On top of the cuts described above, as with other courses categorized as 'Anatomy and Physiology', the Funding Council has reduced the financing of courses by about 20%. Therefore, in total over the past 3 years, the loss of students and reduced funding has led to a 50% decrease in income.  With the needs for clinical education and supervision requiring high staffing levels and the specialist accommodation for work-based training the income for CAM courses is now less than the expenditure. The essential recent review of the University's provision has concluded that it will be necessary, after this year's intake, to suspend its BSc Nutritional Therapy and Naturopathy courses from September 2012.  The University is of course fully committed to seeing out all students that are enrolled on its courses and will ensure all will be able to complete their studies. Due to the productive research activities and associated income, the BSc Chinese Medicine: Acupuncture and Herbal Medicine courses at the University of Westminster will continue to be offered. However, in response to students, graduates and the professions, whilst at the same time bearing in mind current financial challenges, a new portfolio of postgraduate courses has been developed at the University that builds on all the years of experience of providing the BSc Complementary Medicine Scheme.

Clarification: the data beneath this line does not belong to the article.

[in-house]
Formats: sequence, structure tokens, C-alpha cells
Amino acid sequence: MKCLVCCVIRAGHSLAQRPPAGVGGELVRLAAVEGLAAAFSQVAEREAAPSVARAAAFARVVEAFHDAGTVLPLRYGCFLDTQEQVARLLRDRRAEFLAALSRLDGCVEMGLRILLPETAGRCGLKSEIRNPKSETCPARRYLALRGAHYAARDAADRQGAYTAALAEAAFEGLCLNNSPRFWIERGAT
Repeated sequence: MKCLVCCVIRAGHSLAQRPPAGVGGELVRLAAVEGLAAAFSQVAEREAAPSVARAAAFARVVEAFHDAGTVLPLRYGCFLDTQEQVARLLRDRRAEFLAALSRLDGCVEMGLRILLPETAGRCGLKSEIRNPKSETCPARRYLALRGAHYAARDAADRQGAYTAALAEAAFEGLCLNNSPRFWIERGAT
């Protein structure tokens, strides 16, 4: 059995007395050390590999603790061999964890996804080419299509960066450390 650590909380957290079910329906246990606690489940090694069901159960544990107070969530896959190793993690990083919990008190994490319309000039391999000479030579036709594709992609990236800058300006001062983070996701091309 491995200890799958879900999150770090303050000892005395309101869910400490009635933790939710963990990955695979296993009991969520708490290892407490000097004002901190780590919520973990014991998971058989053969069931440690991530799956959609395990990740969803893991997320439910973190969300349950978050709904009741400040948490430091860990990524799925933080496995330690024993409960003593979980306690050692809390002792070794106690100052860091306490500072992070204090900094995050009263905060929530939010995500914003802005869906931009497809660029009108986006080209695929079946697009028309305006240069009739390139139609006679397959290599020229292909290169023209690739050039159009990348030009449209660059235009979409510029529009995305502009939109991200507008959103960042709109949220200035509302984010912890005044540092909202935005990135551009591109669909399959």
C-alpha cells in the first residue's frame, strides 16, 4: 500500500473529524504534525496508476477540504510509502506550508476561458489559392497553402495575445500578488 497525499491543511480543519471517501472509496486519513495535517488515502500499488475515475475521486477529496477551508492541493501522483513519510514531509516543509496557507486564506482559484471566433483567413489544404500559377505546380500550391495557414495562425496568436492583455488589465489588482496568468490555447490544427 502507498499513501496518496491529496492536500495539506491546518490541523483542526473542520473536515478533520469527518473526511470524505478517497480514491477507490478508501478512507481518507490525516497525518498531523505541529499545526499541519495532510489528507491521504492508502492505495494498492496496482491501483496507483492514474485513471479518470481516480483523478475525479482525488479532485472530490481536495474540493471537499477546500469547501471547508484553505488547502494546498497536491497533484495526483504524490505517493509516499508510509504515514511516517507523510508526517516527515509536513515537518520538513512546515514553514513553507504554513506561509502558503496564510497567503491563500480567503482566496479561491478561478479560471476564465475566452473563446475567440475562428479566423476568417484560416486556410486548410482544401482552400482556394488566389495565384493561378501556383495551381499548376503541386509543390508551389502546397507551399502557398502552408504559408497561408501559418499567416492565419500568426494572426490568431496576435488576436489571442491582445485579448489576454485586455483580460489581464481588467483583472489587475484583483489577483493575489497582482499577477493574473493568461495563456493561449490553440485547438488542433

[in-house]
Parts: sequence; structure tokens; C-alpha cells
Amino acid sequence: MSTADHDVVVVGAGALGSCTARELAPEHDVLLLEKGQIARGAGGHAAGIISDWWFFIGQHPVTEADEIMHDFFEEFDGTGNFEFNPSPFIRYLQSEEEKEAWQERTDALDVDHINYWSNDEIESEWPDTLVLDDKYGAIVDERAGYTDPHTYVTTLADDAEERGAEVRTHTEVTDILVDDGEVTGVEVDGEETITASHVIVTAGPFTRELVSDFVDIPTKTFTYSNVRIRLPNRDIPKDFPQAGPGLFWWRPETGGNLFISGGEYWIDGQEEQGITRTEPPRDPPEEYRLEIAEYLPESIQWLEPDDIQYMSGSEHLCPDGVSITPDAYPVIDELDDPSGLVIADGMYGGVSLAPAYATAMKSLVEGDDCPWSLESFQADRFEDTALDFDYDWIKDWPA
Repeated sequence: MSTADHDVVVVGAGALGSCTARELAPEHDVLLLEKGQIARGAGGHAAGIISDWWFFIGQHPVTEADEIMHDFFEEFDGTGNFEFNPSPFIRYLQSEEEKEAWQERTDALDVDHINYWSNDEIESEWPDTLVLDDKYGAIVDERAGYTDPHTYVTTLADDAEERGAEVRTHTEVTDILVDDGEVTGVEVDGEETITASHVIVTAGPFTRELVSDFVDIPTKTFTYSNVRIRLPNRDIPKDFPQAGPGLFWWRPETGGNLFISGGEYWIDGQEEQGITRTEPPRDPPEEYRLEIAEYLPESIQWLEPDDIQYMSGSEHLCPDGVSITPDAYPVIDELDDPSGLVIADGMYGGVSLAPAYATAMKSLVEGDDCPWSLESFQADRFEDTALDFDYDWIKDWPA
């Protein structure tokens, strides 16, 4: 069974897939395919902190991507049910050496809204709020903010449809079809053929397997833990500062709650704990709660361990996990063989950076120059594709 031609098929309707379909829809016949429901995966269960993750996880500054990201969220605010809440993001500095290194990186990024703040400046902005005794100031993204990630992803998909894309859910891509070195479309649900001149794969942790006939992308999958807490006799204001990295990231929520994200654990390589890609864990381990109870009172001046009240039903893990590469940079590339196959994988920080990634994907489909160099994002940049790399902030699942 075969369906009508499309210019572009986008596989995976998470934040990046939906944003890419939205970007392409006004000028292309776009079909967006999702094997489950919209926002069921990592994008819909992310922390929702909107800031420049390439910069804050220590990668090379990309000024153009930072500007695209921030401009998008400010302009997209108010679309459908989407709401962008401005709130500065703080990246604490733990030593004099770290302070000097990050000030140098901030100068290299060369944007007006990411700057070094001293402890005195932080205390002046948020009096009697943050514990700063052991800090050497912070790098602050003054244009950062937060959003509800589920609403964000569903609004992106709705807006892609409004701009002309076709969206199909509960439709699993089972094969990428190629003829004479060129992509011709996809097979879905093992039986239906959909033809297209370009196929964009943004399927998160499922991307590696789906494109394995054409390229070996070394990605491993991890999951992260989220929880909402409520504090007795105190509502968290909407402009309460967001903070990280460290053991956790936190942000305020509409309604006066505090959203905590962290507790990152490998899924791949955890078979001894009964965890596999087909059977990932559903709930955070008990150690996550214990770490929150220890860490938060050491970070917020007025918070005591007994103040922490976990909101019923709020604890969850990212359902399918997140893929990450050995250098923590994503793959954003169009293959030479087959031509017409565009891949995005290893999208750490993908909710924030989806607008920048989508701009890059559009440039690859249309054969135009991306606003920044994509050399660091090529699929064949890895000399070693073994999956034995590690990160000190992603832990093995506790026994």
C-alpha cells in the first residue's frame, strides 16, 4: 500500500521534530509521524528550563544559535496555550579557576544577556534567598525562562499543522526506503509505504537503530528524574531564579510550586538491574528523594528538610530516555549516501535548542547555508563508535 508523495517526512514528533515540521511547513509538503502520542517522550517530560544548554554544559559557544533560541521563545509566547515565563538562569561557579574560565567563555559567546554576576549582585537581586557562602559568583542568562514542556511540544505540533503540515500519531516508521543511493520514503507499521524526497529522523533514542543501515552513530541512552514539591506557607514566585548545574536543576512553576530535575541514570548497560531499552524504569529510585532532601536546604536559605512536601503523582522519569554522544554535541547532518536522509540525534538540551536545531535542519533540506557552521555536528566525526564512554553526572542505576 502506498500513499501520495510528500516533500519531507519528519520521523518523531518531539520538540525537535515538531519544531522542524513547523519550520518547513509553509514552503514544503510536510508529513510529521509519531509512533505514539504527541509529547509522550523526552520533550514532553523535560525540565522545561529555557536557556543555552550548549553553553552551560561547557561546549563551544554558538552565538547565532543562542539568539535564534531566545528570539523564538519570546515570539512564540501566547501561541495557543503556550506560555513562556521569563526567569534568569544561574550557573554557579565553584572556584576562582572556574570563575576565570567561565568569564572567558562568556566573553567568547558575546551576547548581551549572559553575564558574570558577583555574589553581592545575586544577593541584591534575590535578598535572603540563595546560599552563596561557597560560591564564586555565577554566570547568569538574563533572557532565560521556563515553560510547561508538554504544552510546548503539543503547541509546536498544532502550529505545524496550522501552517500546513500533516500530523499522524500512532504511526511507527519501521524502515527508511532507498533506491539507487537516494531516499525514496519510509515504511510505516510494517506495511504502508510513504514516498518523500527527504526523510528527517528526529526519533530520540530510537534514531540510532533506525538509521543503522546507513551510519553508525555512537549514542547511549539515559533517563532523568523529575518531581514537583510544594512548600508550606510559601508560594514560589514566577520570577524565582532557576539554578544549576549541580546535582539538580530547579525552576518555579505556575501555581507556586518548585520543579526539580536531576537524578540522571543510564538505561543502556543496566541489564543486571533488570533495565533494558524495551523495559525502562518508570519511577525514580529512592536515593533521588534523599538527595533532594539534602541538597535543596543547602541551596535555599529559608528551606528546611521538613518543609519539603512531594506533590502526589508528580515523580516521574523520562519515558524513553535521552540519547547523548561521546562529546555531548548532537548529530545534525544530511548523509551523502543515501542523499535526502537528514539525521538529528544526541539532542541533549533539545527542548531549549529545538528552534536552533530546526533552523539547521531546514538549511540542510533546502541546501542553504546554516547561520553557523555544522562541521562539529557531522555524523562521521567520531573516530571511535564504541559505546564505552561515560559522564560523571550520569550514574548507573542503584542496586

Expansion of Provision